Indeed it would be very instructive to know from the Premier how long ago he/Government decided that they would pursue this proposal?

When was it first discussed by the Premier - on any level and with who?

When and by what process was the decision made to “to investigate all community benefits” that would flow from state ownership of the Gunns corporations water and effluent pipelines?

And why have the government left it till 5 minutes to midnight to spring this proposal on the Tasmanian people?

Surely, spending an extra $60 million plus of Government money on this private project dwarfs all other government spending on the this project thus far.

Why did the Premier not put this proposal on the table from the start of the pulp mill projects assessment 3 years ago?

Is it because the basis for this proposal is so inadequate that the the plan would not have survived the public and media scrutiny?

Why did Louise Saunders who interviewed the Premier this afternoon and softly questioned him about the taxpayer funded Gunns pipeline proposal not ask any of these questions?

Will anyone in Tasmania’s print and electronic media ask these questions or will it be left to Tasmania’s opposition - The Greens to ask the government in the Parliament?


By imposing a plan on the public to spend an extra 60 million plus Taxpayer dollars on Gunns pulp mill at the last minute and stating Government are only looking at the “community benefits”, yet also wanting a quick decision on whether to proceed, reeks of another pulp mill snow job which leaves the public with little or no time to properly absorb the meaning and implications of the proposal.

Aside from the fact that polls have consistently demonstrated that the majority of Tasmanians do not consent to having this pulp mill, Tasmanians most certainly were not engaged in any discussion, let alone agreement, with Gunns or government during the state and federal assessment processes that the Tasmanian taxpayers should foot the bill for such a large and expensive piece of the pulp mills infrastructure.

On that basis alone Gunns should be made to pay for their own pipeline and if the Tasmanian government were fair dinkum about drought proofing the state they would direct any available money to water savings measures like subsiding rural and residential water tanks and assisting the most drought stricken parts of Tasmania.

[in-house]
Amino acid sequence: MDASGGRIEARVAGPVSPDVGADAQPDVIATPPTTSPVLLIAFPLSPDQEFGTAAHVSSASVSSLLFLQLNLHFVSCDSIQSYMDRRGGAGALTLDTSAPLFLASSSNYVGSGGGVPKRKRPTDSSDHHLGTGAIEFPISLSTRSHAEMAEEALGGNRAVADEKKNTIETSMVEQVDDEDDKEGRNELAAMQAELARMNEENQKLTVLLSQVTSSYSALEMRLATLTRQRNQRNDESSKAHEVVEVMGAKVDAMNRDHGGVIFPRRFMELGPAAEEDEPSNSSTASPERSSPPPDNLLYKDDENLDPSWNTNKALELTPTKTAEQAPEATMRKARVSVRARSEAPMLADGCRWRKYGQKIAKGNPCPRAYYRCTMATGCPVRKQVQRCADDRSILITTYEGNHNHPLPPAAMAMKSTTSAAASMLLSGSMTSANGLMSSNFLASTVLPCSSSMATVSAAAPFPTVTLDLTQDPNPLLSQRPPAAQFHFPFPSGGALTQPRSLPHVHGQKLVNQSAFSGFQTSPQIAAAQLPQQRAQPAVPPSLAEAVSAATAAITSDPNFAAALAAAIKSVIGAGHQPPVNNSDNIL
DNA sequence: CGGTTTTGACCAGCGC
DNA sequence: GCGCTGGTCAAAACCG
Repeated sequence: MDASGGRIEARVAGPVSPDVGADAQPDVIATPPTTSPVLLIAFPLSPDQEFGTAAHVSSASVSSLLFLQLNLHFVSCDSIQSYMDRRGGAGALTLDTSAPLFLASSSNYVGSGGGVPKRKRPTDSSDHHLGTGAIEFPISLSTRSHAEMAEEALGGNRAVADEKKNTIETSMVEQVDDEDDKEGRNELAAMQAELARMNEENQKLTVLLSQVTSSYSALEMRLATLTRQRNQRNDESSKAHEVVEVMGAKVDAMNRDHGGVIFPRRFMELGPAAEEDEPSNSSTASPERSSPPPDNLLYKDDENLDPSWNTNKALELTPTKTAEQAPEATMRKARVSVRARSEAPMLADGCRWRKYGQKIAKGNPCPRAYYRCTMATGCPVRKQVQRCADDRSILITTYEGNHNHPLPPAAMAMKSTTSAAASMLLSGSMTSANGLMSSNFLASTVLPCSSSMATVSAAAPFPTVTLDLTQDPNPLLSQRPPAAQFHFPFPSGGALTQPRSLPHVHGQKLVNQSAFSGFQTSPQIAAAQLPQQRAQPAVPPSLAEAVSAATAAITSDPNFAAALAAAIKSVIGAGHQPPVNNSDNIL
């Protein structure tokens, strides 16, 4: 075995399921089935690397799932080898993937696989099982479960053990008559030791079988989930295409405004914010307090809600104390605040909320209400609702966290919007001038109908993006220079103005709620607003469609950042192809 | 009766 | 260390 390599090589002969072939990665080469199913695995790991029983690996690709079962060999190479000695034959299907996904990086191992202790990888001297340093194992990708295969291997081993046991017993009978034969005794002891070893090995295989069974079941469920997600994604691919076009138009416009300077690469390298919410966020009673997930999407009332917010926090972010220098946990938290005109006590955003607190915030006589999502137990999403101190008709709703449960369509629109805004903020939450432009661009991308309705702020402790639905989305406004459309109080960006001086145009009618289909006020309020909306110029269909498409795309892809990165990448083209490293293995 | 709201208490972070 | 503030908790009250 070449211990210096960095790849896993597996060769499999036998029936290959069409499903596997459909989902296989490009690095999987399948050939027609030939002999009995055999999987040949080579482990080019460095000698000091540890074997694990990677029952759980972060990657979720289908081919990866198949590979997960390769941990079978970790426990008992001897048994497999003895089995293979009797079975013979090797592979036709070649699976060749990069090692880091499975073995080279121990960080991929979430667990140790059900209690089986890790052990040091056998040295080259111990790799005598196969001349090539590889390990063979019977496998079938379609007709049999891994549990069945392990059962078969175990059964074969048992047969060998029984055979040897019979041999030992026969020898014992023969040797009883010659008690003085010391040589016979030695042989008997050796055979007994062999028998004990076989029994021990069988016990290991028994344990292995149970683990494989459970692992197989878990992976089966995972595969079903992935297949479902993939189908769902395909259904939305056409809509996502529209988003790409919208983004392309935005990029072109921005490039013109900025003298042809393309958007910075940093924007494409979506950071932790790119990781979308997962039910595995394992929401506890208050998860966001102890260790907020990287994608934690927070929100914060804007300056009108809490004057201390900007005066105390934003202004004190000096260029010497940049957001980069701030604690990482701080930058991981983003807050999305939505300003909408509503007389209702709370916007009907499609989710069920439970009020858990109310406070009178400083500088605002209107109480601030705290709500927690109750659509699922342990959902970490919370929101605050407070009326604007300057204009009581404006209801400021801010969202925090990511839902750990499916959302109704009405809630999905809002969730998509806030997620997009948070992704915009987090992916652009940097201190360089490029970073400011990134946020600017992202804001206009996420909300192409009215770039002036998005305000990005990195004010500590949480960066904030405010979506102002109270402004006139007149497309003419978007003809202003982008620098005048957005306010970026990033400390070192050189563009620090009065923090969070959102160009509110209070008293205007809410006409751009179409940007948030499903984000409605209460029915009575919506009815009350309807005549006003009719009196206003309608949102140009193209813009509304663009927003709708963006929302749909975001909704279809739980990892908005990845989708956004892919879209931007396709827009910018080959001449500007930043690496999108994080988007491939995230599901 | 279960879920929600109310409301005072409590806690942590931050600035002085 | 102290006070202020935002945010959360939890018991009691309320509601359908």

And surely by now by proposing to add Launceston’s sewerage to the effluent equation also means a new federal/state assessment is needed as would removing or adding any new infrastructure to the existing plans for the pipeline?

This in itself should open a whole new can of legislative and time/money related problems for state and federal governments and Gunns.

Make no mistake this is not only a highly provocative move but would be a scandal of the highest order should the Lennon government attempt to pull this one on the people of Tasmania.

 

Rick Pilkington

When was it first discussed by the Premier - on any level and with who? When and by what process was the decision made to “to investigate all community benefits” that would flow from state ownership of the Gunns corporations water and effluent pipelines? And why have the government left it till 5 minutes to midnight to spring this proposal on the Tasmanian people? Surely, spending an extra $60 million plus of Government money on this private project dwarfs all other government spending on the this project thus far. Why did the Premier not put this proposal on the table from the start of the pulp mill projects assessment 3 years ago? Is it because the basis for this proposal is so inadequate that the the plan would not have survived the public and media scrutiny?